If you can get past the spam filters, you can reach me by via email at michaelb @ qbrundage . com.
Among other things, I'm a dad, husband, friend, software developer, amateur marimbist, recreational mathematician, gamer, and budding author. Addison-Wesley recently published my first solo book, XQuery: The XML Query Language!
I'm currently a Software Design Engineer for the Xbox System Software team at Microsoft. I can't say much about what I work on until the next version of the Xbox ships, but the team is great and we're working hard to build the best console gaming experience ever. As an avid gamer myself, I'm really excited about what we (and all our partners who are developing Xbox games) are creating!
Before that, I was the Technical Lead for XML Query Processing in Microsoft's WebData team (part of the SQL Server organization). WebData makes many of Microsoft's data access and XML technologies. I personally implemented XPath over Annotated Schemas for Microsoft's SQL Server 2000 database and SQLXML releases. I also created Microsoft's first prototypes of the XQuery language (over in-memory XML and SQL Server), and was influential in Microsoft's initial XQuery efforts. I invented Microsoft's Common Query Runtime (CQR), some semblance of which will ship as the System.Xml.Query namespace in the .NET Framework, and will be used by many of Microsoft's products (including future versions of Visual Studio, Windows, SQL Server, and Office). As part of that work, I invented an XML query algebra and XML query optimizer.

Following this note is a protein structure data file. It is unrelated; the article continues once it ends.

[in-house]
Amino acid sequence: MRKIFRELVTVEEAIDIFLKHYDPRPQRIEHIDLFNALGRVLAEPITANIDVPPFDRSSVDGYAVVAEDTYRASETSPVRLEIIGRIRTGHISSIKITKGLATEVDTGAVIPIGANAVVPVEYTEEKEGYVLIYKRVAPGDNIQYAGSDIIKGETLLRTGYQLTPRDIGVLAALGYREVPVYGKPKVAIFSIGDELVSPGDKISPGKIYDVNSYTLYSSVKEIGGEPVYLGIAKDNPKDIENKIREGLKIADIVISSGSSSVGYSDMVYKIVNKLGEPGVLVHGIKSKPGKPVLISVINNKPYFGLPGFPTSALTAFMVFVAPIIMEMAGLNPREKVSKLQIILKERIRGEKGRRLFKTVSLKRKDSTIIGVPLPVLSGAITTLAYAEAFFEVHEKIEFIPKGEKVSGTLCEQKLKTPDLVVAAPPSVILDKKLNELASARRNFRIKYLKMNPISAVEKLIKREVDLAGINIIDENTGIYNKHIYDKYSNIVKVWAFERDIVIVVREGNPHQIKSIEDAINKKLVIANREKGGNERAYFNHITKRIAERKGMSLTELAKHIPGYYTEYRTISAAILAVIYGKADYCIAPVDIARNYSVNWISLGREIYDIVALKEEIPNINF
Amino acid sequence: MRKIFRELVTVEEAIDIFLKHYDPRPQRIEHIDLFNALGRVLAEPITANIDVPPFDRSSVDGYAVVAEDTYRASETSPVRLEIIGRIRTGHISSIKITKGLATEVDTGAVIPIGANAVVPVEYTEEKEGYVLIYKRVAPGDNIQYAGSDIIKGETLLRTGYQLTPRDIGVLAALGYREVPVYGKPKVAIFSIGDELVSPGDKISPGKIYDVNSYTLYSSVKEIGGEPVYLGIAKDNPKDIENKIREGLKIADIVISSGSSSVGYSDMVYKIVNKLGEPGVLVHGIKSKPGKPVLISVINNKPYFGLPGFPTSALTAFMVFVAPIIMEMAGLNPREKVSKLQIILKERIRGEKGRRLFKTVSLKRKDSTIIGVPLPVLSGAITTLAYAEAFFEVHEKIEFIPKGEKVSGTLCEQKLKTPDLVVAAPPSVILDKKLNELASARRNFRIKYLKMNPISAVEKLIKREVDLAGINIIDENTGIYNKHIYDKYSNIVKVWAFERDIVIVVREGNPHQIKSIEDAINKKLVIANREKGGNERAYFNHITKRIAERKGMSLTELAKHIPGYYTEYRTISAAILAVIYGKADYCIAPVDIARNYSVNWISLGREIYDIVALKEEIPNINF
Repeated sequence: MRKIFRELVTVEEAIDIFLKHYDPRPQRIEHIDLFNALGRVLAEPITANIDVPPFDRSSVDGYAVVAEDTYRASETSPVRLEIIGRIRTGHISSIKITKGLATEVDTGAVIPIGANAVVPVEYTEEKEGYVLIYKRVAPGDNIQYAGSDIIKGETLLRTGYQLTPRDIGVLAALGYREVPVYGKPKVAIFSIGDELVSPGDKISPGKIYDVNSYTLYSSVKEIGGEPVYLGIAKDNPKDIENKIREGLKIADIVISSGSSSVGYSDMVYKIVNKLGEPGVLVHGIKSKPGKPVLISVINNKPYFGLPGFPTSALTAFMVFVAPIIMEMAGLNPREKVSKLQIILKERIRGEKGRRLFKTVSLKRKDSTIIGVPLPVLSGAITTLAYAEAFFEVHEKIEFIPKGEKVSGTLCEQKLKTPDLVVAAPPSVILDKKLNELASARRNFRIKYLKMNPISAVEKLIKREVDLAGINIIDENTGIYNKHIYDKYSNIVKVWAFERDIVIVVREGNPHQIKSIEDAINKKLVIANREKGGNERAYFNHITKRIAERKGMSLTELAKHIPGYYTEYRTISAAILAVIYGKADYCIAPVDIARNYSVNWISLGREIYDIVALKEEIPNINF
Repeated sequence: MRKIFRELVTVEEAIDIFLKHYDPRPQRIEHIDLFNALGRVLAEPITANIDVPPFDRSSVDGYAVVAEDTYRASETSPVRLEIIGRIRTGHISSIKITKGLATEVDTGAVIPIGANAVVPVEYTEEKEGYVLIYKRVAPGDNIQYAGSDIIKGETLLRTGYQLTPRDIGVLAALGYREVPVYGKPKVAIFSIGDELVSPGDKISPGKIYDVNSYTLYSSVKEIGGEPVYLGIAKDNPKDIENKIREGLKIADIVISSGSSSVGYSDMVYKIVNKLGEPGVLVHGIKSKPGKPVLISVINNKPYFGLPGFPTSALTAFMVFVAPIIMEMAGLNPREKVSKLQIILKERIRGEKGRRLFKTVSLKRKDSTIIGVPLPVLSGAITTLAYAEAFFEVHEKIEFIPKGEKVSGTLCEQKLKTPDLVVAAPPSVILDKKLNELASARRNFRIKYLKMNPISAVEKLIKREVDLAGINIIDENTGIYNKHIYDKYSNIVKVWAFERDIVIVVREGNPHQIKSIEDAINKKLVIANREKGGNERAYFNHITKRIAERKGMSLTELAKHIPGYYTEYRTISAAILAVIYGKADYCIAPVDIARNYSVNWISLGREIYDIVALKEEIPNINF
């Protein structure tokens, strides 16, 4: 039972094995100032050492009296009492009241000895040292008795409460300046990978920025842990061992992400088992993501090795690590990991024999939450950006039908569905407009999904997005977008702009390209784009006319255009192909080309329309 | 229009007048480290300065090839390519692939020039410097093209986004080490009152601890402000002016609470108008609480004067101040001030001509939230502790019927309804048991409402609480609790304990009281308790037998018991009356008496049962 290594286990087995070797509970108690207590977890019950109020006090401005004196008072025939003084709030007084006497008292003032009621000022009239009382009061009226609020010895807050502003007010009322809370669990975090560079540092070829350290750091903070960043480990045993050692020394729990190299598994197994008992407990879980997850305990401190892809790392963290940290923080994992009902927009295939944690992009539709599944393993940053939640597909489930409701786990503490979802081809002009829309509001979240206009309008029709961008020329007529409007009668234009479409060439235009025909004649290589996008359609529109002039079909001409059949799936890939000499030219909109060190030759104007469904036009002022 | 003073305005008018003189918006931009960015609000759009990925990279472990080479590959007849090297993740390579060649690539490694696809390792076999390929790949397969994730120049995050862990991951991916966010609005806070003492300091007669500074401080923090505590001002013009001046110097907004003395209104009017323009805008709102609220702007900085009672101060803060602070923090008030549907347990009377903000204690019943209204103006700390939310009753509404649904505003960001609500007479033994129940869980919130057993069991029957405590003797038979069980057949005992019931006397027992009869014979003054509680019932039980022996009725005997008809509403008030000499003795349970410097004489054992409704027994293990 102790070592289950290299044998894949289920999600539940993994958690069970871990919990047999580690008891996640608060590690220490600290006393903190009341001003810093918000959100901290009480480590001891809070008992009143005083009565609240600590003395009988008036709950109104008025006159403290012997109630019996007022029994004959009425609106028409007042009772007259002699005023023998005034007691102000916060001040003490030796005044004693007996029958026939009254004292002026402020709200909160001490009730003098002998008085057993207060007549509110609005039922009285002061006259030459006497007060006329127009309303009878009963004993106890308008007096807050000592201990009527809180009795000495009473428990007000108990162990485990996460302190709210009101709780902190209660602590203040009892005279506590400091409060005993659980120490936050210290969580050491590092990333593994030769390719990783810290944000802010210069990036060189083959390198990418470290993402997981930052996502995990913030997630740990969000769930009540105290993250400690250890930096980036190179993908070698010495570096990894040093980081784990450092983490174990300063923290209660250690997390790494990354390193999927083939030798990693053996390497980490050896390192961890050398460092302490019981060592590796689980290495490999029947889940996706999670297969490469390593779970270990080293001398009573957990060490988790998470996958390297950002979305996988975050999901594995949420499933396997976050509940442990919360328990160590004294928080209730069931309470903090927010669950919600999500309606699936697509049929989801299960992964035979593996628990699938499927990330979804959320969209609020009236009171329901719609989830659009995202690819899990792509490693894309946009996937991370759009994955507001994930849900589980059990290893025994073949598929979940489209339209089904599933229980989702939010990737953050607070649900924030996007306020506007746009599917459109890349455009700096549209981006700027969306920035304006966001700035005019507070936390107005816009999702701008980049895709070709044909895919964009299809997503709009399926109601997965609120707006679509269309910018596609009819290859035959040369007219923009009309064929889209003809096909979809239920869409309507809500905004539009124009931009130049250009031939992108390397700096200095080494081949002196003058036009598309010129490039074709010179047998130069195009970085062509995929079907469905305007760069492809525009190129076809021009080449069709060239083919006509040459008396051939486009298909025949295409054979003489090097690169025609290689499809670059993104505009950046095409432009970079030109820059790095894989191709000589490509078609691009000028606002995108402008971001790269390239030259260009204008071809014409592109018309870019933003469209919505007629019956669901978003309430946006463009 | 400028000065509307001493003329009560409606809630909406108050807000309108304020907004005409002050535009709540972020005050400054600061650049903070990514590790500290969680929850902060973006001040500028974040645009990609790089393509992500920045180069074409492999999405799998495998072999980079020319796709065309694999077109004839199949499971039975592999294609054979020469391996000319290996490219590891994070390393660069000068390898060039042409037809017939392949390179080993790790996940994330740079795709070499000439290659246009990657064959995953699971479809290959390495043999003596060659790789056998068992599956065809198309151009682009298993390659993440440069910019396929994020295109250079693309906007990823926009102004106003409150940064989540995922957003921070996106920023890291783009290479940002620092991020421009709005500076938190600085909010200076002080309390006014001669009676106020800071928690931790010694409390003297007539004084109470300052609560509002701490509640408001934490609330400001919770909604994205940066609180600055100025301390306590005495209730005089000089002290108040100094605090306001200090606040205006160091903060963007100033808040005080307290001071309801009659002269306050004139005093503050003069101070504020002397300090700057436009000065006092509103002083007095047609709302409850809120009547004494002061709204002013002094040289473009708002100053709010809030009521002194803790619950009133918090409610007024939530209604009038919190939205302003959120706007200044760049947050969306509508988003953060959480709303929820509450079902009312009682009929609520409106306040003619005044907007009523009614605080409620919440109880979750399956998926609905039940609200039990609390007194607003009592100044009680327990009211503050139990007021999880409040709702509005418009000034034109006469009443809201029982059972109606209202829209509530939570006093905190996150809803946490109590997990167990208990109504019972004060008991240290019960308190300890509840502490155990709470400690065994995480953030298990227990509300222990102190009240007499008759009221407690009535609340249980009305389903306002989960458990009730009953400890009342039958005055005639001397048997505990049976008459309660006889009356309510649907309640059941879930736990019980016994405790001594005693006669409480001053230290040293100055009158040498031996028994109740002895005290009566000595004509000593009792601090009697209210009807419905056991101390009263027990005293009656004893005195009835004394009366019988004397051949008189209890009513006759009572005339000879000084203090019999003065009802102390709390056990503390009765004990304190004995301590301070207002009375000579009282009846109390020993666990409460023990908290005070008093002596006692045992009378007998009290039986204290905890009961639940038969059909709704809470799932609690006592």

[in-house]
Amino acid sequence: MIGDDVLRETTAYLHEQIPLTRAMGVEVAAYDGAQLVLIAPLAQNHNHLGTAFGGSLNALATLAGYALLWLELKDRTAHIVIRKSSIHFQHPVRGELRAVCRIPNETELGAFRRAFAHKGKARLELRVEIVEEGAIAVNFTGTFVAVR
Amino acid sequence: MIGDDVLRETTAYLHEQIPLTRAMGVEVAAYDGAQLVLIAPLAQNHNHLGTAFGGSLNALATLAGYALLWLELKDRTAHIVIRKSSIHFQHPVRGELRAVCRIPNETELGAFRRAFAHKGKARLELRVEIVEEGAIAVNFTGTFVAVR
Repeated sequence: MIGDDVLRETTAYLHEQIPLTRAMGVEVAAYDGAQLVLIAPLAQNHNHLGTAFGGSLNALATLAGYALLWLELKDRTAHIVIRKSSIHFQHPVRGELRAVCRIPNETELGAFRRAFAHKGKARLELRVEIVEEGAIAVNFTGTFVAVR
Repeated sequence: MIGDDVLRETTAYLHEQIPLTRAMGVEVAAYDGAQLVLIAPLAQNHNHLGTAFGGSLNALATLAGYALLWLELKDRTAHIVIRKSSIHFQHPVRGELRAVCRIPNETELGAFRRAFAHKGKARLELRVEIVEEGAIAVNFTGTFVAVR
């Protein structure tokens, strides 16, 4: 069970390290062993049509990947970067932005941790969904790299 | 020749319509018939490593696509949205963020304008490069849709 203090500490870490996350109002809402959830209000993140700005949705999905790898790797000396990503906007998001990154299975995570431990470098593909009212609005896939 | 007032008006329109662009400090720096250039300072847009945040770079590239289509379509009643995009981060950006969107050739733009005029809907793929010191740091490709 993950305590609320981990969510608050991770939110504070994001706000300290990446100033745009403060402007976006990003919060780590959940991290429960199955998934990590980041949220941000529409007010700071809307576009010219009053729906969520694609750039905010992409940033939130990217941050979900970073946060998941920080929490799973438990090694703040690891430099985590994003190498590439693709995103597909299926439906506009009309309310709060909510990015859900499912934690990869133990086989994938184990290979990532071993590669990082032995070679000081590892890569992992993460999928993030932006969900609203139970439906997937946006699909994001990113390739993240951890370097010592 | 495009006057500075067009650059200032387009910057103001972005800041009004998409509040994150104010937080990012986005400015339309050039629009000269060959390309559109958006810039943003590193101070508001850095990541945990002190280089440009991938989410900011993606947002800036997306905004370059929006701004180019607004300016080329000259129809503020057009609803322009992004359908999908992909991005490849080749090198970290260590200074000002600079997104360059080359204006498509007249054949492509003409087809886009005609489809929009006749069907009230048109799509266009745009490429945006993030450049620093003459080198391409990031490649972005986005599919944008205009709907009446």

- I implemented part of AstroVR, one of the earliest and most widely-cited collaborative environments. We did some of that work together with the PARC/Xerox team that founded Placeware (which was later acquired by Microsoft and became Microsoft Live Meeting).
- I implemented RT, the world's fastest desktop radiative transfer simulator. RT has been used to search for extrasolar planets and is still in use today.
- I was the lead engineer in charge of software for NASA's Interferometry Science Center (ISC). The ISC processes data from most of NASA's optical interferometry projects; ones I worked on include the Keck Interferometer in Hawaii, the Palomar Testbed Interferometer in California, and the Space Interferometer Mission (now expected to launch in 2009).
- Along the way, I got to help out with other random IPAC projects like 2MASS and the Spitzer Space Telescope (which has a local variable named after me - thanks Gaby!)